Investigations from lidar measurements at 54°N, 69°N and 78°N
One of the research topics of the IAP is the examination of noctilucent clouds (NLC) with different lidars at different locations. In north germany and in summer time NLC can sometimes be observed bye naked eye or camera. The figure on the right shows a noctilucent cloud on July, 24, 2005 at 84 km altitude above the Baltic see. The direct observation is possible because the NLC is still in sunlight even though the sun is below horizon. The background on the other hand is dark. Such observations are not possible at day. The relative dark clouds are outshined by the sun. The observation of noctilucent clouds at more northern latitudes in the polar region is only possible in exceptional cases. This observation gap is closed at the IAP by lidar measurements.
Noctilucent clouds can only exist at very cold temperatures (<~130° C). Such low temperatures are extreme events above Kühlungsborn and occur only during the summer months June/July (see temperature structure above Kühlungsborn). A comparison of mean temperatures with the occurrence rate of NLC (figure 1) shows that the temperature above Kühlungsborn is on average to warm for the formation of ice clouds. NLC are accordant seldom (<10% of the time). In exceptional cases NLC have been observed further south as observed by our digital camera network.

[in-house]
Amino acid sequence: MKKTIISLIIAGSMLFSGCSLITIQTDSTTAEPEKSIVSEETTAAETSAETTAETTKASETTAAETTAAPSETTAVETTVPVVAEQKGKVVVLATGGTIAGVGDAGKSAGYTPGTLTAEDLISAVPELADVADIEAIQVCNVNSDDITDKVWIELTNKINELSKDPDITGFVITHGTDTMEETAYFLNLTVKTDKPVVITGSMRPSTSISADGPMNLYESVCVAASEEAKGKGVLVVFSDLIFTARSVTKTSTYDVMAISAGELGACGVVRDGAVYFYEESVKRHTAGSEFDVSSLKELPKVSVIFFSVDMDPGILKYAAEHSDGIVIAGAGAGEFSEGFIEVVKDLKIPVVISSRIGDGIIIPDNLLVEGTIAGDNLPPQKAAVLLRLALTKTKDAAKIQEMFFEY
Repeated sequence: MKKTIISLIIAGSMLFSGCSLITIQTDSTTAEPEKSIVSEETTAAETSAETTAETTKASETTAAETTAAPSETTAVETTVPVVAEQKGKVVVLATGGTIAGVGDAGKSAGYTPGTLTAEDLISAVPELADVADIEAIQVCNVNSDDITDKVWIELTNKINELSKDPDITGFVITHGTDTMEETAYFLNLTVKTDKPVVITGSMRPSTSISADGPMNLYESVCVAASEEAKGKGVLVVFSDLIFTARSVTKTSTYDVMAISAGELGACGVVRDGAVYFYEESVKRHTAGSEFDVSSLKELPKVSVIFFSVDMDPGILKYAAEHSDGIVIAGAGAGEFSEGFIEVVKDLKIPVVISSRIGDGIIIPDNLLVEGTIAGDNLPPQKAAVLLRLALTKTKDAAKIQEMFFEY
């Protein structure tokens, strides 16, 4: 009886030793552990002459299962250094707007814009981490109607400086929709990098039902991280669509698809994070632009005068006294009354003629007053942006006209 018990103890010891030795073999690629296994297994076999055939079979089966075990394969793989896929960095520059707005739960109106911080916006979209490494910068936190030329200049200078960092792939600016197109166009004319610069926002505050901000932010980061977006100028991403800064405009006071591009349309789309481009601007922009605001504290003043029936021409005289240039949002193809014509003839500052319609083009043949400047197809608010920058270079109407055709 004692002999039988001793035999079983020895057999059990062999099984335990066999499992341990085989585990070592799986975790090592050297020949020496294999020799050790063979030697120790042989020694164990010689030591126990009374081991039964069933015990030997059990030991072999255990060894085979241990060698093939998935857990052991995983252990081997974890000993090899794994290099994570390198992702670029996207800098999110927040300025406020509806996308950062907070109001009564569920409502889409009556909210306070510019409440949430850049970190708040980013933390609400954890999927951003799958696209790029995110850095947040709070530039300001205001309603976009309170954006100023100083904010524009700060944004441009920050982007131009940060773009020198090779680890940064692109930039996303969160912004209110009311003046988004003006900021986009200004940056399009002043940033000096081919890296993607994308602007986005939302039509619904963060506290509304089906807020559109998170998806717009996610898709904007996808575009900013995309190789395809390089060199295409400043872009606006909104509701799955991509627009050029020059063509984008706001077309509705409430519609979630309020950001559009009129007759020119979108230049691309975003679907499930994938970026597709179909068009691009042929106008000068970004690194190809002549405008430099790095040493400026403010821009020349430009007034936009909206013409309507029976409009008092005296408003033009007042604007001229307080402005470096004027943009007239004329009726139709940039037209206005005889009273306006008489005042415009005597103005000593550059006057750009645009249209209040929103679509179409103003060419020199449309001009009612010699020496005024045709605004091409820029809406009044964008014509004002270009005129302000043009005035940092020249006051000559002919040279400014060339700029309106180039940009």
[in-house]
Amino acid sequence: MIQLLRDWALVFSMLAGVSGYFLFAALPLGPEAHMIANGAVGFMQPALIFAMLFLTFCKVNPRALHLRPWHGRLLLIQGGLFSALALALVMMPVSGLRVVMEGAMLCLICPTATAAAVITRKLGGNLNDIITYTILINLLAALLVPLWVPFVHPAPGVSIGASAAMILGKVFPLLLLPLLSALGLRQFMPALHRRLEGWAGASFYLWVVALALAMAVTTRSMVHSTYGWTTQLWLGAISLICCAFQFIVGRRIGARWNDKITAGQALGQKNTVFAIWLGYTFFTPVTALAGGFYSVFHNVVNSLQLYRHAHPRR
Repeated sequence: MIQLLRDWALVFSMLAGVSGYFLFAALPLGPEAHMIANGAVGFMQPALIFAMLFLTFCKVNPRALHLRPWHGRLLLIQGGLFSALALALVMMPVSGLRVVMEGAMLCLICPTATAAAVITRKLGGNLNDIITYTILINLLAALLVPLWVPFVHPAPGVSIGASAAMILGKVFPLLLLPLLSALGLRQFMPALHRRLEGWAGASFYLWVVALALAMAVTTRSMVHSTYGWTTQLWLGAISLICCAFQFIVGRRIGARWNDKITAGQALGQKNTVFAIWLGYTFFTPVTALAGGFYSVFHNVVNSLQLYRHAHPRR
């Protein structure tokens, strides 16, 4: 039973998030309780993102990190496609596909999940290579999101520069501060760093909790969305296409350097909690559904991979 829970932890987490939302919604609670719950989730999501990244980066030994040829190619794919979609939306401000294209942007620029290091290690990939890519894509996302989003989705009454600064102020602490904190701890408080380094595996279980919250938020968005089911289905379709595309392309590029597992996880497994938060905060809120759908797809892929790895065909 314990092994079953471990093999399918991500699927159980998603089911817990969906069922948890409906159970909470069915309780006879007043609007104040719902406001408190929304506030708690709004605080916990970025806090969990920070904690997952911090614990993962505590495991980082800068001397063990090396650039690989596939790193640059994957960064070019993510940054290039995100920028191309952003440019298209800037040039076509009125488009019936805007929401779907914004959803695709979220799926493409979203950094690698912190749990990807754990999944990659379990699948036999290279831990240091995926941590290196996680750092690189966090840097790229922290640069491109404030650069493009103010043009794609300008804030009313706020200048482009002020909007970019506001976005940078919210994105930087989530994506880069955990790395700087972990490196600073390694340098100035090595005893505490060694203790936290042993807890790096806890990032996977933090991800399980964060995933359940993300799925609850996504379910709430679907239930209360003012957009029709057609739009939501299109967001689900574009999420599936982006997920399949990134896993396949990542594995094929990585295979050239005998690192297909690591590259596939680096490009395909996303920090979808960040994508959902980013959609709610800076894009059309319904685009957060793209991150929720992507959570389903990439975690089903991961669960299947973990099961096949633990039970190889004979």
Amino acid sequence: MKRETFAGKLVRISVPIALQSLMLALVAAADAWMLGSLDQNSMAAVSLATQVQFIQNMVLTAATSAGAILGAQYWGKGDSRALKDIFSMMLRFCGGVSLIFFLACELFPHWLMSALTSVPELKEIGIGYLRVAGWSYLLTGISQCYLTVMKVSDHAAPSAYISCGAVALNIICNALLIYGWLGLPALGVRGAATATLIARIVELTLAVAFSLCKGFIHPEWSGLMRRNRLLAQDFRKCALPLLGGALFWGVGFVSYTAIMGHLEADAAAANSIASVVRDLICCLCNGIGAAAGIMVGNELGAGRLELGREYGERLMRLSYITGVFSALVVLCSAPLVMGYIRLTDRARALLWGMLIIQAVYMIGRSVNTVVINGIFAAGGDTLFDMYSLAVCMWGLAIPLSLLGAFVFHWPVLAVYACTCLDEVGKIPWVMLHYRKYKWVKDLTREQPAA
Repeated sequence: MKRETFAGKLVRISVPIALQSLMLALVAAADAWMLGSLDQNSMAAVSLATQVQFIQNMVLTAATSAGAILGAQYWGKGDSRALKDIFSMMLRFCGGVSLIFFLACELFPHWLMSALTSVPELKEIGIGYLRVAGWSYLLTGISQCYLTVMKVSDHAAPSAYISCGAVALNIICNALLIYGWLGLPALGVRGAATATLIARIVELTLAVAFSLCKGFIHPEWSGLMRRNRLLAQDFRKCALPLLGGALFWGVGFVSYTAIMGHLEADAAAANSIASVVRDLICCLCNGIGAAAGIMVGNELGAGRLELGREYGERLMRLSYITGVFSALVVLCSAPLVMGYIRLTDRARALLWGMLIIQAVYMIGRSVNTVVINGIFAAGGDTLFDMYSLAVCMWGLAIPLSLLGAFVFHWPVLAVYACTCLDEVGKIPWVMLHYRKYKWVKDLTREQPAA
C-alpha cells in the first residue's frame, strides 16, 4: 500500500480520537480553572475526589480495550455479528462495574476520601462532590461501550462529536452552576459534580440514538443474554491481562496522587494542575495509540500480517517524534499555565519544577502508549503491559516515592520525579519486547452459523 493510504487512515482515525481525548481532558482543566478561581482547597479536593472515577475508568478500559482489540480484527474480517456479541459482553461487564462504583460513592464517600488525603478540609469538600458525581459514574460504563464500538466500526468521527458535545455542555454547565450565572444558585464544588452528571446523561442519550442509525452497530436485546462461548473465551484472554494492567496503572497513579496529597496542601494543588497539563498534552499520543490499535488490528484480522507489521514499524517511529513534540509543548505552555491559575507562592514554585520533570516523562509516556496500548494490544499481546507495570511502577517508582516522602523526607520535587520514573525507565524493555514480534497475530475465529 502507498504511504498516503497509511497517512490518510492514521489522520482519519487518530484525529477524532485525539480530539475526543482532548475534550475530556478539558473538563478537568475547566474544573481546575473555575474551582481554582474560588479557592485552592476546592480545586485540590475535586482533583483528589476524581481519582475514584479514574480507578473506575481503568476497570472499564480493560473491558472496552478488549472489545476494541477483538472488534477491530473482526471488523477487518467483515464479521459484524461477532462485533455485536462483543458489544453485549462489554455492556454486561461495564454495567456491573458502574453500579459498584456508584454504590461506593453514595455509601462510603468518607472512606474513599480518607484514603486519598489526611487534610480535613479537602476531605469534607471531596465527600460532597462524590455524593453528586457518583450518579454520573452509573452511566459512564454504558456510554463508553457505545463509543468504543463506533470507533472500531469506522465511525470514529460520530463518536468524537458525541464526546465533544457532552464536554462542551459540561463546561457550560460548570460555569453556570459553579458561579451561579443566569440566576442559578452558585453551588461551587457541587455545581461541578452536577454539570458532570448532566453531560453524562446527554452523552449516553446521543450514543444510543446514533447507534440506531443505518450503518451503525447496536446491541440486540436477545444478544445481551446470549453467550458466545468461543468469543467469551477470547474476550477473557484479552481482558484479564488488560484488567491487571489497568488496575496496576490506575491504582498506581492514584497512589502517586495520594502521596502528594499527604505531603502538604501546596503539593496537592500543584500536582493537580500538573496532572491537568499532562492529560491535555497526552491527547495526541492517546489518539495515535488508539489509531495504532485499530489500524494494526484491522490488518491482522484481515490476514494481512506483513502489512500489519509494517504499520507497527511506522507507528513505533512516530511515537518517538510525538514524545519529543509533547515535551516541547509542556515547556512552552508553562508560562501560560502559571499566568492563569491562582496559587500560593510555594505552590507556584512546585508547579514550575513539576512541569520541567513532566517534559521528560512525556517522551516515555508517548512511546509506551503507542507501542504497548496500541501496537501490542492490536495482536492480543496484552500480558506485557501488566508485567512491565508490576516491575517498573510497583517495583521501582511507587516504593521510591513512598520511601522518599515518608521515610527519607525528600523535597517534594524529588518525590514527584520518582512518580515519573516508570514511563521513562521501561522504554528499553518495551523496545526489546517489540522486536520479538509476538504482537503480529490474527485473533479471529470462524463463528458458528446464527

The occurrence rate further north increases rapidly because the temperature in summer time in the mesopause region decreases towards the pol (see temperature structure from 69°N and 78°N). Beside lidar measurements with the K lidar and RMR lidar at Kühlungsborn, 54° N, NLC are observed since many years by the ALOMAR RMR lidar at 69° N. At polar latitudes observations must be performed during daylight conditions resulting in corresponding technical complexity. Measurements similar to figure 2 about several years at ALOMAR show that NLC at this latitude occur considerably frequently (~38 % of the time) and that the occurrence rate depends on the time of day. Particle properties are derived by three wavelengths measurements. The Observations at ALOMAR show that NLC at polar region is a typical phenomena with long term changes.
Further north measurements have been performed between 2001 and 2003 with the mobile K lidar. The measurements at Spitsbergen, 78° N show, that noctilucent clouds occur 75% of the time during summer time. The simultaneous measured temperatures are colder compared to the other stations. The occurrence rate of NLC increases further towards the pol. The mean altitude of NLC is at the same time relative constant with only a few hundred meter difference between all lidar stations.
Figure 1: Comparison of night mean temperatures with the occurrence of NLC and MSE above Kühlungsborn, 54°N. Figure adopted from Gerding et al., JGR, 2007.
Temporal evolution of a NLC at ALOMAR, 69° N.